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From Research in Review Magazine, Florida State University, Spring 2006:

Encore of a Dance Diva

Suzanne Farrell ignited the ballet world with fiery abandon for nearly three decades on stage. At 60, she’s not about to wind down.

By Ellen Ashdown

Celebrated for thrilling abandon. Focused as a spotlight.

Crowned as George Balanchine’s most famous muse. Fired, famously, from his New York City Ballet.

Onstage, in glamorous gown, to receive a December 2005 Kennedy Center Performing Arts Award. In the studio two days later, in drab practice clothes, to teach FSU dance majors.

Suzanne Farrell is not so much a paradox as a pantheon. In a 45-year career of shape-shifting artistry—and public personal dramas—she can declare, “There are no ‘if onlys’ in my life.”

If only a stage could see her like again.

Farrell—a tall(5-foot-6-inch) dancer whose lightning-fast moves in the 1960s revolutionized the 20th-century ballerina—always tells interviewers she believes in “living in the now.” Believes, in fact, that nowness, openness to the moment and seizing—squeezing—it, built her singular life.

So: What is Suzanne Farrell’s “now”?

She’s a Francis Eppes Professor of Dance at Florida State University. She’s also director of the rising Suzanne Farrell Ballet, official company of the Kennedy Center for the Performing Arts in Washington, D.C., and a teacher, every summer at the Kennedy Center and at her own upstate New York island, of aspiring teenagers who can’t believe their lucky nows. She is 60 years old, not looking it, and still pushing herself—and her students—to the limits.

“Long-Limbed, Elegant Wildness”

Last December, Farrell became one of five creative and performing artists to be singled out for Kennedy Center honors. In a glittering theater filled with celebrities and politicians, the evening opened a time capsule of Farrell’s career. The gala capped an earlier awards ceremony at the White House.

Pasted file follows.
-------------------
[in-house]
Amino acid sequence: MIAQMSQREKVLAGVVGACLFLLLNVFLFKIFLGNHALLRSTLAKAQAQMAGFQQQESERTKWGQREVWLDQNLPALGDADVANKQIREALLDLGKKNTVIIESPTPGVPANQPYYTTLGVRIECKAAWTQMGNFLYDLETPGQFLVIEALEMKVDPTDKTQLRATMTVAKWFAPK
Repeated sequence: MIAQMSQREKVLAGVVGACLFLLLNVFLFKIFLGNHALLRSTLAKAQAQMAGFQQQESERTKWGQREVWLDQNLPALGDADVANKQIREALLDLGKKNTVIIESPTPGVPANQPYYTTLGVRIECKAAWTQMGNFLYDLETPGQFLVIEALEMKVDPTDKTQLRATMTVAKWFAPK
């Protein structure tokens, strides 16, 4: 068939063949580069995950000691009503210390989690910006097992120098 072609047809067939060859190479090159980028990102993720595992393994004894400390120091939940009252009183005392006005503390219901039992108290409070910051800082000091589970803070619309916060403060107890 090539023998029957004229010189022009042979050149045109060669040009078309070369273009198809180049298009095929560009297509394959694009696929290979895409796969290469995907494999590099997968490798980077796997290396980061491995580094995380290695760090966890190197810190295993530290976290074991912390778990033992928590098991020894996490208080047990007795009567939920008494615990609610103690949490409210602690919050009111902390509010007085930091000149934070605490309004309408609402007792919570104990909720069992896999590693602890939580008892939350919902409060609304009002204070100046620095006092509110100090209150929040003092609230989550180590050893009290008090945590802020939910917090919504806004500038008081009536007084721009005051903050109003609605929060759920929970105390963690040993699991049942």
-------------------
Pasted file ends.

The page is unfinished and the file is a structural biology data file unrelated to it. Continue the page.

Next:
Pencil-thin and dignified in understated black, Farrell sat in the first-row balcony among her fellow honorees: Tony Bennett, Robert Redford, Tina Turner and Julie Harris. (“Everyone was so down to earth,” Farrell said. “We exchanged autographs.”)

The President and the First Lady beamed and applauded from their own balcony vantage. (“President and Mrs. Bush knew that I taught at FSU.”)

Jacques d’Amboise—Farrell’s long-time partner at Balanchine’s New York City Ballet—bounced onto the stage to pay tribute to “Suzi.” (“It was a bit of a full circle,” Farrell realized. “I danced at the very first Kennedy Center Honors, in 1978, when Balanchine was honored. I also presented Jacques when he received his.”)

D’Amboise, silver-haired and sprightly, recalled the excitement of dancing beside Farrell’s force field: “She was like a demon . . . but also a goddess.” Again the combined contradictions, her “long-limbed elegant wildness.” He puts the complexity simply, “Even ballet looked different.”

The audience—watching home movies of tomboy Farrell tumbling across the lawn and rare footage of her dervish turning in Don Quixote—saw a fearless, born performer. The vision segues into Farrell the director, watching her own company take the Kennedy Center stage to perform to Mozart. Her dancers execute the fast, intricate choreography with incredible clarity and cleanness. They finish and bow; Farrell rises to blow them, gently, an admiring kiss.

One last vignette not shown on television: “Robert Redford leaned over at dinner to tell me, ‘I want you to know that when I was studying in New York, I went to see you dance, and you’re the reason I went into the theater.’”

This ability to move people, to send a transcendent energy off the stage and into other bodies and minds, is Farrell, who in 2003 also was honored with the National Medal of Arts for her long and influential career in ballet. The words “courage” and “mystery” are as common in descriptions of her as “phenomenal technique.” It can’t be taught, but it can be tutored, excited, stretched. That’s what happened when Suzanne Farrell and George Balanchine met—for better and worse.

Stage Creature